Nice post about Paulownia. Accurate and brief.
I would like to add some facts that I have researched and learned from
experience about these trees.
Wood workers tell me fast grown "works and mills" as good as slow grown
The wood is easily air dried.
Can be kiln dried extremely fast with out damage.
Does not wrap, crack, or split.
Is extremely dimensionally stable with changes in humidity.
Is fire resistant and is a very good insulator of heat and electricity
Is rot resistant. ( I have run no test on this but by observation it looks
equal to above ground cca treatment.)
While being extremely light it does have an excellent strength to weight
The market for this wood will rapidly develop in the US once a supply is
available. The market to the orient is a myth. China has 5 million acre now
and can ship to the orient a lot cheaper than from the US. By some estimates
there are 50 to 100,000 acres growing in US plantations now. Most under 5
years of age. I have no doubt that "when the wood is available they will
come." This is different than exotics of past particular in the processing.
The lumber industry and mills already exist. Besides a small bandsaw operator
can saw and dry this lumber. Of course a large mill could devour the whole
100,000 acres in a winter.
Look again at the above qualities and the uses are many.
Moldings, Picture frames, boat framing (already being done), veneers,
furniture making, outdoor decks without chemicals!!! Hey the Chinese even
make shoes of them.
I am a grower and consultant and will be offering the trees for sale next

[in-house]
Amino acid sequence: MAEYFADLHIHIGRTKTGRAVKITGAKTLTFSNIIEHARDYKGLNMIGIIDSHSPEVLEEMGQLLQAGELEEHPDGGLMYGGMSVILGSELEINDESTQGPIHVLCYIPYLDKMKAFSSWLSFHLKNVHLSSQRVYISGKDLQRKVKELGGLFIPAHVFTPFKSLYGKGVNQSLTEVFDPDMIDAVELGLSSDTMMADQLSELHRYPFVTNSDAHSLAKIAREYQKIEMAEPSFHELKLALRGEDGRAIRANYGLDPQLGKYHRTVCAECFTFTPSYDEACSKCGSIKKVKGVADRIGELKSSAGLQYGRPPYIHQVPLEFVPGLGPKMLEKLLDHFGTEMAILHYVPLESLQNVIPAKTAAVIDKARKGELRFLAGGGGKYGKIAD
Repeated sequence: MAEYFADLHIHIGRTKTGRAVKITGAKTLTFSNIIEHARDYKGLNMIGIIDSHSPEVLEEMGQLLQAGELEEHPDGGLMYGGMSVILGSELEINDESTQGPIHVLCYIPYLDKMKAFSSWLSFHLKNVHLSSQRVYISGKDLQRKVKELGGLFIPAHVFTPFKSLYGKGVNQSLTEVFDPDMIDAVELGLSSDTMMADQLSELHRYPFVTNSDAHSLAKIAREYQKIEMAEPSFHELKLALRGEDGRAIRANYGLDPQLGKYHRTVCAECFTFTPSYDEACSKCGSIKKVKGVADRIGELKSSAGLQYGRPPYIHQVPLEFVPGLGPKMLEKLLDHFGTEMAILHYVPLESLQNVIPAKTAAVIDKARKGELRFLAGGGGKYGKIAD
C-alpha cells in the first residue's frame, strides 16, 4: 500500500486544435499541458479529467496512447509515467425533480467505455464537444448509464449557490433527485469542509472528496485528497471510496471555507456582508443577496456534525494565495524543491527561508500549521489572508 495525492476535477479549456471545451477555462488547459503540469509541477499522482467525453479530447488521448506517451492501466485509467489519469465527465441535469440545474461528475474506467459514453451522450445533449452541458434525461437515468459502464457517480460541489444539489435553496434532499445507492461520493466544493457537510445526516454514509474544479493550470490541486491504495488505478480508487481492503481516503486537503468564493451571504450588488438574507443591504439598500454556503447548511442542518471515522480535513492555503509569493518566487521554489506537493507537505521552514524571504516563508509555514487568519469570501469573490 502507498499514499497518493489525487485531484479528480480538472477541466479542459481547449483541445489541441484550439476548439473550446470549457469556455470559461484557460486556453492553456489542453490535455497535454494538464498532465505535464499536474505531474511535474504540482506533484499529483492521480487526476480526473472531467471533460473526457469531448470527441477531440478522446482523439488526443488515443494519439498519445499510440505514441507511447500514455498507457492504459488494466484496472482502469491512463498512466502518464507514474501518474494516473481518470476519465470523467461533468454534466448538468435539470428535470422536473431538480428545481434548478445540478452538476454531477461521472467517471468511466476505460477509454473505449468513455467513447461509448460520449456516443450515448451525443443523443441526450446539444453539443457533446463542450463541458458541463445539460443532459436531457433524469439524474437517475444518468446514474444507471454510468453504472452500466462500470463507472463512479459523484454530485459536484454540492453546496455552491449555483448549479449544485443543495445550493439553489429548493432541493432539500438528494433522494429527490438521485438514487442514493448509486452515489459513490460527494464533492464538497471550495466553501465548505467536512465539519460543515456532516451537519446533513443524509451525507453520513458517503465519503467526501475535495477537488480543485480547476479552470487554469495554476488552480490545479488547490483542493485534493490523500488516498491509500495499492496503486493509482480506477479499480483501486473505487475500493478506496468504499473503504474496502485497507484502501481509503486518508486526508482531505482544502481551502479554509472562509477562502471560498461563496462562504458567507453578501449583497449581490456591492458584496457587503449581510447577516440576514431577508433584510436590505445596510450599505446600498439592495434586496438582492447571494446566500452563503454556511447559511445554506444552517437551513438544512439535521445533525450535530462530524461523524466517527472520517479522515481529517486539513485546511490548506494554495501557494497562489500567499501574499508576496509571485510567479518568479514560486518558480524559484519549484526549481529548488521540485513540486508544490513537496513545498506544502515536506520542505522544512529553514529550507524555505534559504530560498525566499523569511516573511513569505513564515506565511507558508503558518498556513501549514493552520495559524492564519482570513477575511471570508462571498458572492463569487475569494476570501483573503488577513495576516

spring. Hope the group doesn't mind a little plug.
mike richardson wrote:
> After having been introduced in this country many years ago as an
> ornamental, it was found that Japan represented a great market for
> paulownia. They use the wood for many items including small boxes and
> traditional wedding gifts and furniture. In the early 80's there was a
> boom in demand and the trees started being cut by the hundreds of
> thousands, even to the point that old ornamentals were being harvested
> by homeowners, or stolen from them. The boom market eventually crashed
> for awhile and the "paulownia fever" abated some. However, there is
> still a strong market for the trees and they actually exceed $$ value
> for veneer grade red oak, white oak, and walnut per mbf. I am a little
> concerned about the desire to rush the growth of these trees. I seem to
> remember hearing that the faster the tree grew the lower the value.
> Just FYI.
> Son of Richard
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